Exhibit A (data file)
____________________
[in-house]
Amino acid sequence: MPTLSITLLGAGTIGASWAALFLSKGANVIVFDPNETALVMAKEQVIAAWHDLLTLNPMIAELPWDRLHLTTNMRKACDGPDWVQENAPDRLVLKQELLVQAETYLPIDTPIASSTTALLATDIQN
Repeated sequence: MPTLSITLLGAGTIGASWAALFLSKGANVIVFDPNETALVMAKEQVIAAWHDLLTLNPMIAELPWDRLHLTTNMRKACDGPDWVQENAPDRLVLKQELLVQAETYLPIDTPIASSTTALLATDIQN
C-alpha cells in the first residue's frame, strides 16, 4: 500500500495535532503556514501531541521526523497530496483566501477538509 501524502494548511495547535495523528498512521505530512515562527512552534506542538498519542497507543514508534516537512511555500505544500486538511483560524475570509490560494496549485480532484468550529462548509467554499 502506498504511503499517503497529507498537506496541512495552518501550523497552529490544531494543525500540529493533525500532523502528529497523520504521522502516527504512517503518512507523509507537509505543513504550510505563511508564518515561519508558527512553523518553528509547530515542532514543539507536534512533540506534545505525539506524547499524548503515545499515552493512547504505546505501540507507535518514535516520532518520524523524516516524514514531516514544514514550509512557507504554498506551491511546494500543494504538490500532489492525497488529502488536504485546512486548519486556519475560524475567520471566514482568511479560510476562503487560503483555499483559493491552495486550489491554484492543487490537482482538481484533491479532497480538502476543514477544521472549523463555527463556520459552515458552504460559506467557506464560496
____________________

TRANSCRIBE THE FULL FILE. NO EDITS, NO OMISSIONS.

[in-house]
Amino acid sequence: MPTLSITLLGAGTIGASWAALFLSKGANVIVFDPNETALVMAKEQVIAAWHDLLTLNPMIAELPWDRLHLTTNMRKACDGPDWVQENAPDRLVLKQELLVQAETYLPIDTPIASSTTALLATDIQN
Repeated sequence: MPTLSITLLGAGTIGASWAALFLSKGANVIVFDPNETALVMAKEQVIAAWHDLLTLNPMIAELPWDRLHLTTNMRKACDGPDWVQENAPDRLVLKQELLVQAETYLPIDTPIASSTTALLATDIQN
C-alpha cells in the first residue's frame, strides 16, 4: 500500500495535532503556514501531541521526523497530496483566501477538509 501524502494548511495547535495523528498512521505530512515562527512552534506542538498519542497507543514508534516537512511555500505544500486538511483560524475570509490560494496549485480532484468550529462548509467554499 502506498504511503499517503497529507498537506496541512495552518501550523497552529490544531494543525500540529493533525500532523502528529497523520504521522502516527504512517503518512507523509507537509505543513504550510505563511508564518515561519508558527512553523518553528509547530515542532514543539507536534512533540506534545505525539506524547499524548503515545499515552493512547504505546505501540507507535518514535516520532518520524523524516516524514514531516514544514514550509512557507504554498506551491511546494500543494504538490500532489492525497488529502488536504485546512486548519486556519475560524475567520471566514482568511479560510476562503487560503483555499483559493491552495486550489491554484492543487490537482482538481484533491479532497480538502476543514477544521472549523463555527463556520459552515458552504460559506467557506464560496